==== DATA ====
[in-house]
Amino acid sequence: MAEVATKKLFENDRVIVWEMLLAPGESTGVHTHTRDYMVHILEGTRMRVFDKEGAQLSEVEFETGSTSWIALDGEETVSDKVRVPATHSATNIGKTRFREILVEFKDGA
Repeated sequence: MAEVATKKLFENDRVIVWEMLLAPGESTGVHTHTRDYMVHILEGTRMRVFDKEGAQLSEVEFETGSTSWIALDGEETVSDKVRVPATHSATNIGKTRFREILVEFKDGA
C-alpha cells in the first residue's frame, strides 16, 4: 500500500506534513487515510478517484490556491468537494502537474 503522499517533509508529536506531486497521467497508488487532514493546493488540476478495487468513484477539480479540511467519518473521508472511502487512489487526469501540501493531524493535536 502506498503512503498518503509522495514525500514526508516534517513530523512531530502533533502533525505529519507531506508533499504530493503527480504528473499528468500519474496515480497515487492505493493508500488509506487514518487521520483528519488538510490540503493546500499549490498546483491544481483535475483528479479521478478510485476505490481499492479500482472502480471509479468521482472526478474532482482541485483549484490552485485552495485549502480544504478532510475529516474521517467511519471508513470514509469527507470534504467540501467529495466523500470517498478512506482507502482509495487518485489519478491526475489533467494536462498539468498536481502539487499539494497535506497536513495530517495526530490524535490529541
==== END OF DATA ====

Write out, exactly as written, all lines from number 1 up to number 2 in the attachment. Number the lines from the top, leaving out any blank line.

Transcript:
[in-house]
Amino acid sequence: MAEVATKKLFENDRVIVWEMLLAPGESTGVHTHTRDYMVHILEGTRMRVFDKEGAQLSEVEFETGSTSWIALDGEETVSDKVRVPATHSATNIGKTRFREILVEFKDGA